Sunlight and a big sky...
Softly rolling plains, once under an ancient inland sea
Multi-stemmed eucalypts, wildflowers, parrots and lizards
Mallee Fowl parents hatch their chicks
The Victorian Mallee in the north-western corner of the state has a mosaic of vegetation types adapted to low rainfall and sandy soils. Most characteristic are the small multi-stemmed eucalypts or mallees that are able to survive fire by re-sprouting from large underground lignotubers. These mallee roots made the land hard for European settlers to clear for agriculture. Nevertheless, 70 per cent of the area is cleared of native vegetation making habitat loss is the single most important factor affecting wildlife. Large areas of mallee are now included in national parks.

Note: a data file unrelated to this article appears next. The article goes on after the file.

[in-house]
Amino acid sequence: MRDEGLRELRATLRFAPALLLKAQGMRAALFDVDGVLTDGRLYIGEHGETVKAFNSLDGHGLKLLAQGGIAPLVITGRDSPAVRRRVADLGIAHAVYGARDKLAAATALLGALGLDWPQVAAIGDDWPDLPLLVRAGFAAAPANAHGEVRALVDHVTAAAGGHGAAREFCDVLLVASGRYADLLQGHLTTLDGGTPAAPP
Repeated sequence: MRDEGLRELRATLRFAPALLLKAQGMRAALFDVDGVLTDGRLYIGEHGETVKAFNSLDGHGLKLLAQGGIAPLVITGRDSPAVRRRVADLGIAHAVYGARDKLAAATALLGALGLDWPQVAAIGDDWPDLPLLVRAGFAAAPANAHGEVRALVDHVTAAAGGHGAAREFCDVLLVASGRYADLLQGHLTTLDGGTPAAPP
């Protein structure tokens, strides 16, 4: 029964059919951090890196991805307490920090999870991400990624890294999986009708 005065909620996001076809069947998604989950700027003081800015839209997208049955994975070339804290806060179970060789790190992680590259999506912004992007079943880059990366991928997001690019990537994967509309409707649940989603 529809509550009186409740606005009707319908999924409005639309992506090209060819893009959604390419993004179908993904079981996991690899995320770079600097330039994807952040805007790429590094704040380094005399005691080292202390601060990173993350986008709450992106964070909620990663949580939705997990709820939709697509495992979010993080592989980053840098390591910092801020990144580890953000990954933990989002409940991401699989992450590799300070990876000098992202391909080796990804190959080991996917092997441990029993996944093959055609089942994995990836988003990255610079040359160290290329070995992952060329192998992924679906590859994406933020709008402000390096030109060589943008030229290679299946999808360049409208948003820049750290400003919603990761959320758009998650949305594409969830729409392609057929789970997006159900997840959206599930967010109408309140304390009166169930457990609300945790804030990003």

Morelia spilota metcalfei
There are many types of dry forests in Victoria including stringybark, red gum, grassy woodlands and the remnants of the once great box–ironbark forests.
Victoria’s coastal wetlands are significant places for wildlife, with many listed in international conventions to protect the habitat of migratory birds.
The Victorian Alps extend from the plateaus of Lake Mountain and Mt Baw Baw to peaks such as Mt Feathertop and the headwaters of the Murray River.
When the first Europeans arrived in Victoria there were grasslands on the vast, undulating western plains, on the northern plains and in Gippsland.
Find out about the issues affecting our special places and the plants and animals that live in them, and discover some ways you can help.
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